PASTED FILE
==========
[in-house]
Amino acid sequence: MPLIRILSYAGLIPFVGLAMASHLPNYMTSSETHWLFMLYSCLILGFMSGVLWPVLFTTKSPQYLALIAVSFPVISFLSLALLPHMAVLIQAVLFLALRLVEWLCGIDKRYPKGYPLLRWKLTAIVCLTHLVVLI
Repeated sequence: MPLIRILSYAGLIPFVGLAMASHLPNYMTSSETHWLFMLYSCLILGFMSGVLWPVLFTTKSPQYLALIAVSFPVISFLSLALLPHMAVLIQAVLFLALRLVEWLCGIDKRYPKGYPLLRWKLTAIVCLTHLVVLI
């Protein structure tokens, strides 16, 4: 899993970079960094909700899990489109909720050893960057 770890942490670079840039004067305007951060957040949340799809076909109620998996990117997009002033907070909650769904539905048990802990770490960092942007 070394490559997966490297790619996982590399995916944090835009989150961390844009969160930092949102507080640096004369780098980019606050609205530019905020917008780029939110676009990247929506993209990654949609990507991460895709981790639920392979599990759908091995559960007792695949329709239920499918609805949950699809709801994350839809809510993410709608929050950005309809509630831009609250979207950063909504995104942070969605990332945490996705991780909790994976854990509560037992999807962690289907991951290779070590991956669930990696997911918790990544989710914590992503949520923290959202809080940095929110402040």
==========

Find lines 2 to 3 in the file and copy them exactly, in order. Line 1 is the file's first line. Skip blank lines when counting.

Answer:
Amino acid sequence: MPLIRILSYAGLIPFVGLAMASHLPNYMTSSETHWLFMLYSCLILGFMSGVLWPVLFTTKSPQYLALIAVSFPVISFLSLALLPHMAVLIQAVLFLALRLVEWLCGIDKRYPKGYPLLRWKLTAIVCLTHLVVLI
Repeated sequence: MPLIRILSYAGLIPFVGLAMASHLPNYMTSSETHWLFMLYSCLILGFMSGVLWPVLFTTKSPQYLALIAVSFPVISFLSLALLPHMAVLIQAVLFLALRLVEWLCGIDKRYPKGYPLLRWKLTAIVCLTHLVVLI